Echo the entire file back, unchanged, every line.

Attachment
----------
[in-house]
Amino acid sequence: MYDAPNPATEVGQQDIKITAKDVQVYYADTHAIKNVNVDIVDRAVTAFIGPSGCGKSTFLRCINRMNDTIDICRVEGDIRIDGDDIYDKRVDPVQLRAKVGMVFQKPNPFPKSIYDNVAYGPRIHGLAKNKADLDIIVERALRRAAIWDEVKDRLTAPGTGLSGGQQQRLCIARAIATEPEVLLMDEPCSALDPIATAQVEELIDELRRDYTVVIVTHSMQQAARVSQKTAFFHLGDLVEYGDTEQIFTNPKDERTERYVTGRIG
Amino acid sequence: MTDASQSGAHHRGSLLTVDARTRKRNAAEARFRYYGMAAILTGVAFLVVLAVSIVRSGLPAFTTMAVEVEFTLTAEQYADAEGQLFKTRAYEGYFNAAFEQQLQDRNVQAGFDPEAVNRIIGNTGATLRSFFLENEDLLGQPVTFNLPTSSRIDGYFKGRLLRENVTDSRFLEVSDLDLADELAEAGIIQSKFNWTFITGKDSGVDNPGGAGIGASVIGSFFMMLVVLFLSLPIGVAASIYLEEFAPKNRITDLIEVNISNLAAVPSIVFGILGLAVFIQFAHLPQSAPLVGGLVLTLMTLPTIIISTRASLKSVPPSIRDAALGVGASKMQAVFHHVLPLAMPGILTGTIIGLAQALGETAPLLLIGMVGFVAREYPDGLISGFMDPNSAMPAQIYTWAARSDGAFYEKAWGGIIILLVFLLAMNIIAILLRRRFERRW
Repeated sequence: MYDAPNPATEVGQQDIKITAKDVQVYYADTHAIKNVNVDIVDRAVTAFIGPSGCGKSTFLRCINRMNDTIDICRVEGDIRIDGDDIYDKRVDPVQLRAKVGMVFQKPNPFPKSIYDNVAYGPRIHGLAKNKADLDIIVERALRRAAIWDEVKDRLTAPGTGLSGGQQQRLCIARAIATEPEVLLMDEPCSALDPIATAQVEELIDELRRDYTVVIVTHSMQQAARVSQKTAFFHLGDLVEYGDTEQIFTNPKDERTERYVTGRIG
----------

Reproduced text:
[in-house]
Amino acid sequence: MYDAPNPATEVGQQDIKITAKDVQVYYADTHAIKNVNVDIVDRAVTAFIGPSGCGKSTFLRCINRMNDTIDICRVEGDIRIDGDDIYDKRVDPVQLRAKVGMVFQKPNPFPKSIYDNVAYGPRIHGLAKNKADLDIIVERALRRAAIWDEVKDRLTAPGTGLSGGQQQRLCIARAIATEPEVLLMDEPCSALDPIATAQVEELIDELRRDYTVVIVTHSMQQAARVSQKTAFFHLGDLVEYGDTEQIFTNPKDERTERYVTGRIG
Amino acid sequence: MTDASQSGAHHRGSLLTVDARTRKRNAAEARFRYYGMAAILTGVAFLVVLAVSIVRSGLPAFTTMAVEVEFTLTAEQYADAEGQLFKTRAYEGYFNAAFEQQLQDRNVQAGFDPEAVNRIIGNTGATLRSFFLENEDLLGQPVTFNLPTSSRIDGYFKGRLLRENVTDSRFLEVSDLDLADELAEAGIIQSKFNWTFITGKDSGVDNPGGAGIGASVIGSFFMMLVVLFLSLPIGVAASIYLEEFAPKNRITDLIEVNISNLAAVPSIVFGILGLAVFIQFAHLPQSAPLVGGLVLTLMTLPTIIISTRASLKSVPPSIRDAALGVGASKMQAVFHHVLPLAMPGILTGTIIGLAQALGETAPLLLIGMVGFVAREYPDGLISGFMDPNSAMPAQIYTWAARSDGAFYEKAWGGIIILLVFLLAMNIIAILLRRRFERRW
Repeated sequence: MYDAPNPATEVGQQDIKITAKDVQVYYADTHAIKNVNVDIVDRAVTAFIGPSGCGKSTFLRCINRMNDTIDICRVEGDIRIDGDDIYDKRVDPVQLRAKVGMVFQKPNPFPKSIYDNVAYGPRIHGLAKNKADLDIIVERALRRAAIWDEVKDRLTAPGTGLSGGQQQRLCIARAIATEPEVLLMDEPCSALDPIATAQVEELIDELRRDYTVVIVTHSMQQAARVSQKTAFFHLGDLVEYGDTEQIFTNPKDERTERYVTGRIG